4. The PELVIS is next. Put your hands on your hips and tilt your pelvis front to back and then side to side. Now, without moving your thorax, rotate the pelvis forward, one side at a time. Working your way down the legs, place your hands on bent knees and gently bend and straighten. Next, move side to side, like a skier on the moguls. Finally, rotate the knee joints in circular motions, both clockwise and counterclockwise.

5. Finally, the FEET and ANKLES. Lift one foot off the ground (if needed you can do this sitting or holding onto something). Point and flex the foot. Then guided by your foot instep, move the instep (the arched middle part of your foot that is between the ball and the ankle) down and then up. This is called eversion and inversion. Not a large movement. The last movement is to circle your foot and ankle in both directions. This completes a 3-D body movement scan.”

Ari states, “On top of the obvious benefit of gently and powerfully training your body to move in all three planes, these exercises OPEN YOUR MIND…literally. This is a larger conversation that will have to wait for another blog post!”

Ari joined me on “Turn the Page” to discuss “How to Build A Better Body: Achieving Maximum Fitness with Minimum Wear and Tear” During this conversation, he provides three core principles and related tactics that can transform the way you view and practice fitness. Just as he’s done through this post, the practical guidance he offers can help those who are impacted by injuries or other health conditions to restore functional movement, and with that, their life force.

Want to move more like a dancer or martial artists? Contact Ari and his team through PhilosoFit to experience his training methodology, which is based in a thorough assessment that reveals functional deficiencies and forms the basis for the design of a workout program.

Tai Chi Wednesday With Winston Price

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Technical Change and Adaptive Change: Overcoming Your Immunity to Change

Going through the motions is not the defining factor of character change.  For some it is difficult to comprehend why it is they have such a difficult time attaining the necessary skills to thrive in the environment of which they are a part.  There are times when people can objectively show the changes in their behaviors while within a situation; however, they still struggle to feel comfortable in their new surroundings.  What happens in these cases is the person more than likely has made a technical change; however, they have not made an adaptive change.  A technical change is the adjustment made in title or function, and an adaptive change is modification that involves altering more than routine behaviors.  Adaptive change is the alteration of preferences.   An adaptive change involves a transformation of a person’s outlook and beliefs.   This is something that I once found challenging while studying multiple martial arts simultaneously. Taking to the matter the martial arts I have trained for more than a decade, I have had to make adaptive changes before I could fully realize positive growth in the cross-study of the martial arts.  As similar as some of the styles were to one another, some of them had extremely different training styles and attitudes.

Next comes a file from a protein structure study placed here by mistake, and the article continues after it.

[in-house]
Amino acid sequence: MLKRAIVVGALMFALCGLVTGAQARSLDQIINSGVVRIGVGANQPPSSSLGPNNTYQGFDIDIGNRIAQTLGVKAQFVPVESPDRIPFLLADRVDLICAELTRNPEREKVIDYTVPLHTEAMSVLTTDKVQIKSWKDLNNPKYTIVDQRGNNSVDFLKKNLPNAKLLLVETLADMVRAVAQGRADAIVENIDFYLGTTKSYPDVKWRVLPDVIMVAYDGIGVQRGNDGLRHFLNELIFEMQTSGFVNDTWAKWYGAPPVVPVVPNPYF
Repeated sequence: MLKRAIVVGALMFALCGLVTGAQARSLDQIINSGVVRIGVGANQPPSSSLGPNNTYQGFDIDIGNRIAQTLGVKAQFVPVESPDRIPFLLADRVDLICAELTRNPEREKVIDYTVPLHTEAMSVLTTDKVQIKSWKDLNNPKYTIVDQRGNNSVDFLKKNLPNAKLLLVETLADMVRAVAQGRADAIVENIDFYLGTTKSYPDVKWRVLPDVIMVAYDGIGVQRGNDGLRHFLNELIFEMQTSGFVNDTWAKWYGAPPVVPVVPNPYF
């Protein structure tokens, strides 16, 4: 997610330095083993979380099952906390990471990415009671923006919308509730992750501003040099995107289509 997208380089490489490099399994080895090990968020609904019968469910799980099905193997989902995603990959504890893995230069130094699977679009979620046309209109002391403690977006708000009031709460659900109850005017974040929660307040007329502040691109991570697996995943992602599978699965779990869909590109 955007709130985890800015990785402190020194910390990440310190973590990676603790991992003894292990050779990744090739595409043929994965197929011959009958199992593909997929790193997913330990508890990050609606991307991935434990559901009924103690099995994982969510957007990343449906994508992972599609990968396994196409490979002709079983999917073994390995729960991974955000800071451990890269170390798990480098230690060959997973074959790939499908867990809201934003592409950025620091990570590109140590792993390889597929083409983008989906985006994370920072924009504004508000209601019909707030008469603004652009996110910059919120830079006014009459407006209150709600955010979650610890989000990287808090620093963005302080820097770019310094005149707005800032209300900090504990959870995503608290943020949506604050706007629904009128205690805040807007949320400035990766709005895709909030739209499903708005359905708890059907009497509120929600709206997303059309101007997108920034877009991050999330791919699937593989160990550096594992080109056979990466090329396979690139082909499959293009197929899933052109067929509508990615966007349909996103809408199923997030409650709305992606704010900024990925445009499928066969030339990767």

In my experience people believe they can learn the physical skill-sets and thereby they believe they learn the style/art.  In this idea of learning the technical aspects of the art, learning the physical moves of techniques or forms, there is a tendency to believe one has made an appropriate total change, while in reality they have solely made a technical change; doing the form without the actual intent of the style.  To have a total change one must be able to face and overcome both the adoptive challenges and the technical challenges.  The technical challenges, in the sense of learning a martial art, are learning the visual aspects of the form set, leaning the moves to the point where one can, without pause unnatural to the style and form-set, execute the techniques.  The adaptive challenge is to be able to draw on the intended resolve of the style and form-set.  The same challenges are found in business relationships.